You have to love The Wall Street Journal writer, Jason Zweig. His extremely inciteful “Intelligent Investor” column could be called “Jason’s Wet Blanket,” because he seems to throw a wet blanket on most investment disciplines in U.S. stocks. This week’s wet blanket is designed to create even more desperation for value investors via his interview with Charlie Munger.

Rather than telling Zweig to be “greedy when others are fearful,” Munger talked about protecting Berkshire Hathaway (BRK) “for those who have 90% of their net worth in the stock.” Munger’s first point was that nobody has called him and Warren Buffett offering what they call “elephant-sized” investments or desperation bargains. “The typical reaction is that people are frozen," he said. “The playbook doesn’t have this as a possibility,” he added, referring to the coronavirus economic contraction.

Second, Munger is perplexed by this government-mandated recession which appears unanalyzable to him. He said, “This thing is different (aka this time is different)!” We love that Munger seized on the thought that this time is different, because IT IS AWAYS DIFFERENT! However, each time that is different “rhymes” with past situations. If you weren’t focused on protecting those who have 90% of their net worth in your stock, you might go back to analogous situations to look for those rhymes.

“If there is light at the end of the tunnel, you are too late!” Sir John Templeton

Unfortunately, Jason Zweig made little effort to flush out what Munger said in relation to historical context. He didn’t compare this to 1972-1974 when an oil embargo, gas rationing and inflation were the virus. Berkshire Hathaway is gigantic, owning vast swaths of the U.S. economy in wholly-owned businesses. It came into this with over $120 billion in cash and produces copious amounts of new cash each quarter. Munger has pointed out every year for the last ten years at the Berkshire Annual Meeting that its size will retard future returns. He forgot to mention what would happen if large-cap stocks got too expensive and then got even more expensive by profiting from everyone’s misery in the quarantine.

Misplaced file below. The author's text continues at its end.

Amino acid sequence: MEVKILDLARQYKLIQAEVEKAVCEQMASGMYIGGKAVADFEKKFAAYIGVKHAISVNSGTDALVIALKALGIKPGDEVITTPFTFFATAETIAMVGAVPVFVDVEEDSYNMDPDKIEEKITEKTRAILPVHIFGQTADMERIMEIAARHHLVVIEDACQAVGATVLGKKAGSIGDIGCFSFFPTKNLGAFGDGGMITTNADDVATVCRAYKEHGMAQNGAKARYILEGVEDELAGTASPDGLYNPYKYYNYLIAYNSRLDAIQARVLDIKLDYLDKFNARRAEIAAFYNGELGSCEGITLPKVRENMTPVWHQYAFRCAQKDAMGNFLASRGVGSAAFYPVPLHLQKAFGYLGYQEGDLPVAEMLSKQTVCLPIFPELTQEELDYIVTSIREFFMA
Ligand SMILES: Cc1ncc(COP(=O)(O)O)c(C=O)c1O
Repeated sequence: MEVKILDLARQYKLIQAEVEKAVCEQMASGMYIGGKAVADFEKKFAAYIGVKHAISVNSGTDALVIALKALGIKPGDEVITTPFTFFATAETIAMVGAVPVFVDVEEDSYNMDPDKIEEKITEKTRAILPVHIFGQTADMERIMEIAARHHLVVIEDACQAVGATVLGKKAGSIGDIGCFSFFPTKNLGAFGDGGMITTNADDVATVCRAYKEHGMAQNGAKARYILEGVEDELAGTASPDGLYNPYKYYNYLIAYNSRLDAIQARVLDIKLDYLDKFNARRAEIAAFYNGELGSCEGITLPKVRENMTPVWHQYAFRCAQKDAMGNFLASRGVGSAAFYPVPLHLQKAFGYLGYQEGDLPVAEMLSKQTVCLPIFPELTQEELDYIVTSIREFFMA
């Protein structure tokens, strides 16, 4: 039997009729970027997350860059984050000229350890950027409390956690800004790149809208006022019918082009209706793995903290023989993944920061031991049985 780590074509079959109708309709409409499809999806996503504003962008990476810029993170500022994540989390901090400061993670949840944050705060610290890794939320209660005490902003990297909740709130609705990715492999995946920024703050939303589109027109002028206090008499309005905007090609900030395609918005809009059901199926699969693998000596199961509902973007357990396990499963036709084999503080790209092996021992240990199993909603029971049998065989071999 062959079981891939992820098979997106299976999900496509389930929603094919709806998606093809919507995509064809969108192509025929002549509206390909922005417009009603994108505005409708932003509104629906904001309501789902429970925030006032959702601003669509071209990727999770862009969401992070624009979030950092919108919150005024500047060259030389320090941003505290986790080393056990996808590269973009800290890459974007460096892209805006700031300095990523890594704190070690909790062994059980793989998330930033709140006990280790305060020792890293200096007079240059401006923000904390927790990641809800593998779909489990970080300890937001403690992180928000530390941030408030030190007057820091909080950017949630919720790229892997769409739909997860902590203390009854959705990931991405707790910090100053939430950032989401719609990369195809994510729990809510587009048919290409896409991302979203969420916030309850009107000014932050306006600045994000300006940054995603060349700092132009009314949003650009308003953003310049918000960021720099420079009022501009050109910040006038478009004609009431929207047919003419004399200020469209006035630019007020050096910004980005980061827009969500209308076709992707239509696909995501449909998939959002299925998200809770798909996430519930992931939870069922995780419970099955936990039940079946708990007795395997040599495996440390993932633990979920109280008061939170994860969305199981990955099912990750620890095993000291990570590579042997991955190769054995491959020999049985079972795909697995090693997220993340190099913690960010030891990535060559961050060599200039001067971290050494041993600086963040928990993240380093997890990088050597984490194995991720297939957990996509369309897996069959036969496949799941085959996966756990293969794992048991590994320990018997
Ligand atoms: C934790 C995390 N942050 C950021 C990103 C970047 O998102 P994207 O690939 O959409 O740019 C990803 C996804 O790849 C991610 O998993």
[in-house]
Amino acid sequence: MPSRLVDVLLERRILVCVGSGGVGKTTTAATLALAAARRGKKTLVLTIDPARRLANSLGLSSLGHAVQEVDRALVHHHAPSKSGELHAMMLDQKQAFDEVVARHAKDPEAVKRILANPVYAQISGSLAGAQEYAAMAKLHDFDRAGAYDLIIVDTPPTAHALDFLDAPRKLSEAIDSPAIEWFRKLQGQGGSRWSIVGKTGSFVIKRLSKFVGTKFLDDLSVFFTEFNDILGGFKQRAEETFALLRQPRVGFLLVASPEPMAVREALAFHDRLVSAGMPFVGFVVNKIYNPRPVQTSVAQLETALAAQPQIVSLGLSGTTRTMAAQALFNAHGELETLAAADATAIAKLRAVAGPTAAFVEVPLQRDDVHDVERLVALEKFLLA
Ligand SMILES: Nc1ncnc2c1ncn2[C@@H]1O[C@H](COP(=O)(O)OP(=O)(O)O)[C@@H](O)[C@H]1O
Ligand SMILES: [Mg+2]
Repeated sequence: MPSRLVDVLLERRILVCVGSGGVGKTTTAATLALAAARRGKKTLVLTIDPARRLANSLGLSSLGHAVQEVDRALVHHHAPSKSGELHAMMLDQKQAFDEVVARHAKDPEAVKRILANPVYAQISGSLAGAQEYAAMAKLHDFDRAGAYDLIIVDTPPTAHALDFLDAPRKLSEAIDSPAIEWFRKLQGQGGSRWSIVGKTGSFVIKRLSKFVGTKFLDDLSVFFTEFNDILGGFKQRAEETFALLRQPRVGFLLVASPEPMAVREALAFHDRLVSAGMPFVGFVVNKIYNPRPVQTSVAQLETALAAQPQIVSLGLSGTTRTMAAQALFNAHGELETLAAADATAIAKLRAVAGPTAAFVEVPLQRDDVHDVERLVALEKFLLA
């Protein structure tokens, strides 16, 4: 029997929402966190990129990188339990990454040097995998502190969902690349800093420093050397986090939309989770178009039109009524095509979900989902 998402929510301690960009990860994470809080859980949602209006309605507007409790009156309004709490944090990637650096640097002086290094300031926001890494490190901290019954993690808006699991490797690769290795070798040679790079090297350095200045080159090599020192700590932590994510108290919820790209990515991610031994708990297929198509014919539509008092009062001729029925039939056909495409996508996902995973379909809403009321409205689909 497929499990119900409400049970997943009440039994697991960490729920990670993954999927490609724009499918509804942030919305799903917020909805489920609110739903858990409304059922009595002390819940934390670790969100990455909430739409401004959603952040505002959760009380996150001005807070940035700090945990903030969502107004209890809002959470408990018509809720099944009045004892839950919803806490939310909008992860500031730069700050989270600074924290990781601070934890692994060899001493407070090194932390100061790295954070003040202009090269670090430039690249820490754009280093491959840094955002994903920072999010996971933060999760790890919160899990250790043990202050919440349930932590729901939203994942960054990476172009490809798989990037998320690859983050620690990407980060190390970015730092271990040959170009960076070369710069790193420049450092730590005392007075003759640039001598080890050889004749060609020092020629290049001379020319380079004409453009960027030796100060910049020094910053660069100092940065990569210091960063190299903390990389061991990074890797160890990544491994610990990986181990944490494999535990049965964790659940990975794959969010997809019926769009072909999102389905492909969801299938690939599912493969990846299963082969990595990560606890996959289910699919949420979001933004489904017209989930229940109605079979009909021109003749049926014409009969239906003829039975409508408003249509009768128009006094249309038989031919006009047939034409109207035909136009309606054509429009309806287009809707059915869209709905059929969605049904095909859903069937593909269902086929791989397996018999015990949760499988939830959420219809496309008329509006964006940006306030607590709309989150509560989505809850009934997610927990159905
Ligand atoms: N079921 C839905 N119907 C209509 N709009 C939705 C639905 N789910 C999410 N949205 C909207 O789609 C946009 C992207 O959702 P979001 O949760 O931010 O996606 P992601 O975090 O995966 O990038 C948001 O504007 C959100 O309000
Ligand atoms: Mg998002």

Zweig chose to not talk about the historical divide between small and large-cap stocks or value versus growth, because Berkshire Hathaway has no ability, due to size limitations, to participate in the decimated sectors.


Source: Cypress Research, March 27, 2020. Data for the time period 1/1/970 – 1/31/2020.

Two months ago, the S&P 500 Index was at all-time highs, 19-times earnings and massively over-weighted in popular large growth companies. Those quality growth names have soared on a relative basis in this miserable market environment, just like the “Nifty-Fifty” stocks did in 1972. Bingeing on large growth glamour in 1972 led to a devastating bear market in 1973-1974 which lasted 22 months and removed 40% of the S&P 500 market cap. Buffett was interviewed at the bottom in 1974 and said, “I feel like an over-sexed guy in a harem!”

Learn more about this firm